José Cabanis (1922-2000), member of the Académie française, won numerous literary prizes for his novels and essays. Born in Toulouse, France, Cabanis studied philosophy and law and earned three degrees including the docteur en droit. Thereafter, his "work" was the profession of law as an expert to the appellate court, and his "pleasure" was writing. Two other novels of his have been translated into English: The Battle of Toulouse (Coward-McCann, 1968) and The Joyless Years (Prentice-Hall, 1971).
Editorial Reviews"Cabanis is a cultivated writer, a profound moralist, a subtle observer of people and things, and a great artist. For Cabanis, to write is to rescue the world from oblivion."—Jean-Claude Martin, Columbia Dictionary of Modern European Literature.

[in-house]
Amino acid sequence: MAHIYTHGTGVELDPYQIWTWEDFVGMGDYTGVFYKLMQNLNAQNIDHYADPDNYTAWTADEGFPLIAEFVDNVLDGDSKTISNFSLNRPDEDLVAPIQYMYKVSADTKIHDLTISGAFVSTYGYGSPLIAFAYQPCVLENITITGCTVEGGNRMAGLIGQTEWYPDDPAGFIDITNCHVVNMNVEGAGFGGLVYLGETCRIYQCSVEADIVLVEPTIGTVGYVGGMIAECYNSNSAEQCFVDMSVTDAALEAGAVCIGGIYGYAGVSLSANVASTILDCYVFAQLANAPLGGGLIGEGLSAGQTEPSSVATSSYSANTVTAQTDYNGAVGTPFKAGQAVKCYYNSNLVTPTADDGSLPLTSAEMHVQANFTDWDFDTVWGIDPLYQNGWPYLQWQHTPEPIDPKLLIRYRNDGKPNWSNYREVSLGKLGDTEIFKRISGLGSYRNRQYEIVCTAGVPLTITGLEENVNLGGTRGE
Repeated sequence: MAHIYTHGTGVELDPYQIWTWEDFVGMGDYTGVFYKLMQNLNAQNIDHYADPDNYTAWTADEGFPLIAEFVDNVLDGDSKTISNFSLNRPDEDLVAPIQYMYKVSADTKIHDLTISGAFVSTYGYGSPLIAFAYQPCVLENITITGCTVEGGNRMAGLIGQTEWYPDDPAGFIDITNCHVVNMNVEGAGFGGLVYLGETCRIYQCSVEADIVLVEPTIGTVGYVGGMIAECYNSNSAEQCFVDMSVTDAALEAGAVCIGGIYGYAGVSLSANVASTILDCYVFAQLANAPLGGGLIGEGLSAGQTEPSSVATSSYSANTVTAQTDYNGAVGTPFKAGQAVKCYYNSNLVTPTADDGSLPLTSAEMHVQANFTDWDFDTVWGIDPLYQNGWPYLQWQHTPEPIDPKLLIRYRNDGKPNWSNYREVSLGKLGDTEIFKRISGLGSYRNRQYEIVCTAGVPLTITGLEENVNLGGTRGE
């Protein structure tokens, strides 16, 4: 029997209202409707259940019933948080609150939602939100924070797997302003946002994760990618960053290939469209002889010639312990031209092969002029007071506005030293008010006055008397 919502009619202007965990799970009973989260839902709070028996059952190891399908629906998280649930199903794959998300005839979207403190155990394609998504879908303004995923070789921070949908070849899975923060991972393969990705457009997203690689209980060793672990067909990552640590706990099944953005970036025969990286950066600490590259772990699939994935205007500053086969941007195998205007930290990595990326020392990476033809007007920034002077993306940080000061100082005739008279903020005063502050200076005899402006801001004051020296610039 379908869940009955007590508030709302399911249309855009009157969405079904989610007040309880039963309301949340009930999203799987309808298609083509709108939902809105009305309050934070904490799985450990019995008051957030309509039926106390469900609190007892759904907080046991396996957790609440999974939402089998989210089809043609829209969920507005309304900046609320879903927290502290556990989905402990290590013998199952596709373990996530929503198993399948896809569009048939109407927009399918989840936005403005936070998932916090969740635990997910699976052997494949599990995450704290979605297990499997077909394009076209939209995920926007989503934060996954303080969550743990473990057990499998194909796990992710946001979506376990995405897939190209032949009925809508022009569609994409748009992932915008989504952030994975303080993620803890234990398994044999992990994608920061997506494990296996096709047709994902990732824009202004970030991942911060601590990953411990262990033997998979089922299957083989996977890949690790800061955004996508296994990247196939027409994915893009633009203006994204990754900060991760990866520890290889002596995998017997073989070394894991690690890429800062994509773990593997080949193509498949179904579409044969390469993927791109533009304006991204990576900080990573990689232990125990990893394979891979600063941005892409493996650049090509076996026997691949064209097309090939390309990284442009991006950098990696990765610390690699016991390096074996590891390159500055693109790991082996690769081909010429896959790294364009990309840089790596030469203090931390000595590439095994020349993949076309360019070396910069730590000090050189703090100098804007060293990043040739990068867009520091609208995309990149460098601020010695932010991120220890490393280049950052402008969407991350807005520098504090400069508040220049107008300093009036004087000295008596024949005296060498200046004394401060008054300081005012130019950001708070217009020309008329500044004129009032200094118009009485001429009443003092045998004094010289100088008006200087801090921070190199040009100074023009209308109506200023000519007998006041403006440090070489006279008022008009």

"José Cabanis writes as well as Gide aspired to, with the same cold ferver, the same clear ease, and perhaps a bit colorless. He is limpid and mocking, on obvious subjects, almost evanescent. Night Games is a masterpiece of style."—R.-M. Albérès, Le Roman d'aujourd'hui 1960-1970.
"In reality, Night Games is not a novel about a season in the sun, but a season in hell."—Philippe Sénart, La Revue de Paris.
"It is already necessary to salute José Cabanis as a master."—Pierre de Boisdeffre, Une histoire vivante de la littérature d'aujourd'hui.
First published under the title Les Jeux de la nuit by Editions Gallimard, Paris, in 1964. English translation by Peter Briscoe published in 1993. Color illustrations. Printed on archival-quality paper.